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Targeted gene expression without a tissue-specific promoter: Creating mosaic embryos using laser-induced single-cell heat shock

By Marc S. Halfon, Hiroyuki Kose, Akira Chiba and Haig Keshishian

Abstract

We have developed a method to target gene expression in the Drosophila embryo to a specific cell without having a promoter that directs expression in that particular cell. Using a digitally enhanced imaging system to identify single cells within the living embryo, we apply a heat shock to each cell individually by using a laser microbeam. A 1- to 2-min laser treatment is sufficient to induce a heat-shock response but is not lethal to the heat-shocked cells. Induction of heat shock was measured in a variety of cell types, including neurons and somatic muscles, by the expression of β-galactosidase from an hsp26-lacZ reporter construct or by expression of a UAS target gene after induction of hsGAL4. We discuss the applicability of this technique to ectopic gene expression studies, lineage tracing, gene inactivation studies, and studies of cells in vitro. Laser heat shock is a versatile technique that can be adapted for use in a variety of research organisms and is useful for any studies in which it is desirable to express a given gene in only a distinct cell or clone of cells, either transiently or constitutively, at a time point of choice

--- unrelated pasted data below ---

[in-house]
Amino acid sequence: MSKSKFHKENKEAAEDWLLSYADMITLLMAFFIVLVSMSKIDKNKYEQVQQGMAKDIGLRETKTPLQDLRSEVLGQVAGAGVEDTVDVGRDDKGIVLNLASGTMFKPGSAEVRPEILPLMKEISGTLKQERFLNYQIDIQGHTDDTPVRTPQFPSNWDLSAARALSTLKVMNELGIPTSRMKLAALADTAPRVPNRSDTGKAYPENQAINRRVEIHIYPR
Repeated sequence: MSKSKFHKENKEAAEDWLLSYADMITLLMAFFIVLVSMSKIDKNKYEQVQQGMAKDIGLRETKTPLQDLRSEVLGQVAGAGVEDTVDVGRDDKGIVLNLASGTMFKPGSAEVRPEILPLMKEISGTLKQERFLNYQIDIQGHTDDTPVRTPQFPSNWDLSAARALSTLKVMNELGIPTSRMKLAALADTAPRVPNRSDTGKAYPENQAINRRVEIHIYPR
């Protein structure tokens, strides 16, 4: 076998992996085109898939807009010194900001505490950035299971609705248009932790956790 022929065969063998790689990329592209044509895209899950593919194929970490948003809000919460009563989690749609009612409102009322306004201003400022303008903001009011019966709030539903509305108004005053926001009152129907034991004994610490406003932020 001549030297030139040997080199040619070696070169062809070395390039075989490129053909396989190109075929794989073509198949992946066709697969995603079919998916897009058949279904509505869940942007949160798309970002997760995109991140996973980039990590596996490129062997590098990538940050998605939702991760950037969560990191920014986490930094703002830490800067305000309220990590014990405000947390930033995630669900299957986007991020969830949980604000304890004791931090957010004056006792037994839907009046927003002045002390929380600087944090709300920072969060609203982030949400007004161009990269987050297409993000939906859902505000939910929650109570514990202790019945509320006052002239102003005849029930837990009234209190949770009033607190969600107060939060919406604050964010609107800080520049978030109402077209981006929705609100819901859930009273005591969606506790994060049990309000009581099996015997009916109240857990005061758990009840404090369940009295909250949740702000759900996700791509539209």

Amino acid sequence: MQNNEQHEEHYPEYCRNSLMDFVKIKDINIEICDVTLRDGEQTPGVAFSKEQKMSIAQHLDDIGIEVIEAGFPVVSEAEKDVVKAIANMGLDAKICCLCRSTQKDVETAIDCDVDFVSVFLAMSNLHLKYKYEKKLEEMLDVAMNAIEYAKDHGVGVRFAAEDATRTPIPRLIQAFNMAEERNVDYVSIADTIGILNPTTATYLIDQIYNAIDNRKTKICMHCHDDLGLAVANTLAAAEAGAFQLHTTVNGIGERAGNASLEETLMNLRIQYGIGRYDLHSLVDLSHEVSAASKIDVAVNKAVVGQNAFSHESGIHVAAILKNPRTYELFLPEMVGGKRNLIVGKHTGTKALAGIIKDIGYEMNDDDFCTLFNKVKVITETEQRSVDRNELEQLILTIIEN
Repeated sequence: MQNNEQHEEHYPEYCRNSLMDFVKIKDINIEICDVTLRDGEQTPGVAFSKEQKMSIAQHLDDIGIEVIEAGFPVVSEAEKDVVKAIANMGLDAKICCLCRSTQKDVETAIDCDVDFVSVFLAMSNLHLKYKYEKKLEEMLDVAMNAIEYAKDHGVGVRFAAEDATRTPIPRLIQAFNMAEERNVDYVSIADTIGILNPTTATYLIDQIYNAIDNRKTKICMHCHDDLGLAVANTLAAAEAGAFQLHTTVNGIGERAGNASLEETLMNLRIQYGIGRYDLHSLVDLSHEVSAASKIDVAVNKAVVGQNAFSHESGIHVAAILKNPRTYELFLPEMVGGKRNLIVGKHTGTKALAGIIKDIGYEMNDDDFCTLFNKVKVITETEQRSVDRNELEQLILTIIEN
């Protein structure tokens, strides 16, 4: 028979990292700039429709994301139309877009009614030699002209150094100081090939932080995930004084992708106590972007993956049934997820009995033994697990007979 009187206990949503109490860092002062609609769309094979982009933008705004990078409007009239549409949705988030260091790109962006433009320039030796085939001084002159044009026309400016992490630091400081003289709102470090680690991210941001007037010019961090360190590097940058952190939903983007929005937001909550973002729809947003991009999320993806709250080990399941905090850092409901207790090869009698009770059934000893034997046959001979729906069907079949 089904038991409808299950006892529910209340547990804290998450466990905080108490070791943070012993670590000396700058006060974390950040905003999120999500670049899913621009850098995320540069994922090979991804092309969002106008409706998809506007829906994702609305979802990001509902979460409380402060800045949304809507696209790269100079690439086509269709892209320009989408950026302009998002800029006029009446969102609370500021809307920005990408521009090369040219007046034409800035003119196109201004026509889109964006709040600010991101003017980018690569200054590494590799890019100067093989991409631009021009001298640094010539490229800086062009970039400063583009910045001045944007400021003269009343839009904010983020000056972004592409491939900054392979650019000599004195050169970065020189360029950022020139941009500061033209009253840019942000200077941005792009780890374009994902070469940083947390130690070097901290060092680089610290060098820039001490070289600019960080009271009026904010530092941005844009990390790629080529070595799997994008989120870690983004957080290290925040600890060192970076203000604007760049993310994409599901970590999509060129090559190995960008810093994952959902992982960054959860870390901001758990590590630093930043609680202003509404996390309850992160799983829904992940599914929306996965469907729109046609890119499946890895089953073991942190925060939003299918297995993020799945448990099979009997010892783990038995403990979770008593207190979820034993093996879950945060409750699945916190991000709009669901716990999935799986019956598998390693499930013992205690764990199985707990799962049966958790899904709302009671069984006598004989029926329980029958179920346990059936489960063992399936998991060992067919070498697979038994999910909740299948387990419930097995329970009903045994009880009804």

Topics: Biological Sciences
Publisher: The National Academy of Sciences of the USA
Year: 1997
DOI identifier: 10.1073/pnas.94.12.6255
OAI identifier: oai:pubmedcentral.nih.gov:21036
Provided by: PubMed Central
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